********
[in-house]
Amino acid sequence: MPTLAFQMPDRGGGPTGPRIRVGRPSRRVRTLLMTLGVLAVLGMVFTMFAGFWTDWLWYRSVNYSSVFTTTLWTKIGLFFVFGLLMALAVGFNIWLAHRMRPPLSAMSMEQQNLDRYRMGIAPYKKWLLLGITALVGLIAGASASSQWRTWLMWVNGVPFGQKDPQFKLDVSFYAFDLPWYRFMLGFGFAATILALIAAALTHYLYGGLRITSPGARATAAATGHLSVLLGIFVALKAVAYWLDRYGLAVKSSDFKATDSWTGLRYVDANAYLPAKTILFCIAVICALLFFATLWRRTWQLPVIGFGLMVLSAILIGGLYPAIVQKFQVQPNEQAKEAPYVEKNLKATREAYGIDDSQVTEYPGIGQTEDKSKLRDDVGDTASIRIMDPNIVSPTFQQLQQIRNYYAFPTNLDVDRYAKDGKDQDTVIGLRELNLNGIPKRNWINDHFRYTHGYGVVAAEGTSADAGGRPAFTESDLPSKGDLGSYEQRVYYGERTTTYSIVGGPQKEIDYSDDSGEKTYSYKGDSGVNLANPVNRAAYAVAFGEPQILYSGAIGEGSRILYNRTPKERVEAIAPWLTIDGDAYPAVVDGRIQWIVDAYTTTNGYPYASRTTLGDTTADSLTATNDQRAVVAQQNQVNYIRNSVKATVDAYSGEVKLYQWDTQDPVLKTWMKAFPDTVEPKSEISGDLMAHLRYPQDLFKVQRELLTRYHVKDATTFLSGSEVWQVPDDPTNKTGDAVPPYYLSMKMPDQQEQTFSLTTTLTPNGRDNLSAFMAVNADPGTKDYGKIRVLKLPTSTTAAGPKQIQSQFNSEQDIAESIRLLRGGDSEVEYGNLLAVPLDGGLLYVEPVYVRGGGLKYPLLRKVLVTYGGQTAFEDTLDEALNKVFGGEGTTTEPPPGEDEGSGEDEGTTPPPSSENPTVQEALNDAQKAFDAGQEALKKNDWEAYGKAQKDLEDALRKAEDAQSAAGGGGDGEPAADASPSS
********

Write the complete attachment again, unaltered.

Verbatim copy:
[in-house]
Amino acid sequence: MPTLAFQMPDRGGGPTGPRIRVGRPSRRVRTLLMTLGVLAVLGMVFTMFAGFWTDWLWYRSVNYSSVFTTTLWTKIGLFFVFGLLMALAVGFNIWLAHRMRPPLSAMSMEQQNLDRYRMGIAPYKKWLLLGITALVGLIAGASASSQWRTWLMWVNGVPFGQKDPQFKLDVSFYAFDLPWYRFMLGFGFAATILALIAAALTHYLYGGLRITSPGARATAAATGHLSVLLGIFVALKAVAYWLDRYGLAVKSSDFKATDSWTGLRYVDANAYLPAKTILFCIAVICALLFFATLWRRTWQLPVIGFGLMVLSAILIGGLYPAIVQKFQVQPNEQAKEAPYVEKNLKATREAYGIDDSQVTEYPGIGQTEDKSKLRDDVGDTASIRIMDPNIVSPTFQQLQQIRNYYAFPTNLDVDRYAKDGKDQDTVIGLRELNLNGIPKRNWINDHFRYTHGYGVVAAEGTSADAGGRPAFTESDLPSKGDLGSYEQRVYYGERTTTYSIVGGPQKEIDYSDDSGEKTYSYKGDSGVNLANPVNRAAYAVAFGEPQILYSGAIGEGSRILYNRTPKERVEAIAPWLTIDGDAYPAVVDGRIQWIVDAYTTTNGYPYASRTTLGDTTADSLTATNDQRAVVAQQNQVNYIRNSVKATVDAYSGEVKLYQWDTQDPVLKTWMKAFPDTVEPKSEISGDLMAHLRYPQDLFKVQRELLTRYHVKDATTFLSGSEVWQVPDDPTNKTGDAVPPYYLSMKMPDQQEQTFSLTTTLTPNGRDNLSAFMAVNADPGTKDYGKIRVLKLPTSTTAAGPKQIQSQFNSEQDIAESIRLLRGGDSEVEYGNLLAVPLDGGLLYVEPVYVRGGGLKYPLLRKVLVTYGGQTAFEDTLDEALNKVFGGEGTTTEPPPGEDEGSGEDEGTTPPPSSENPTVQEALNDAQKAFDAGQEALKKNDWEAYGKAQKDLEDALRKAEDAQSAAGGGGDGEPAADASPSS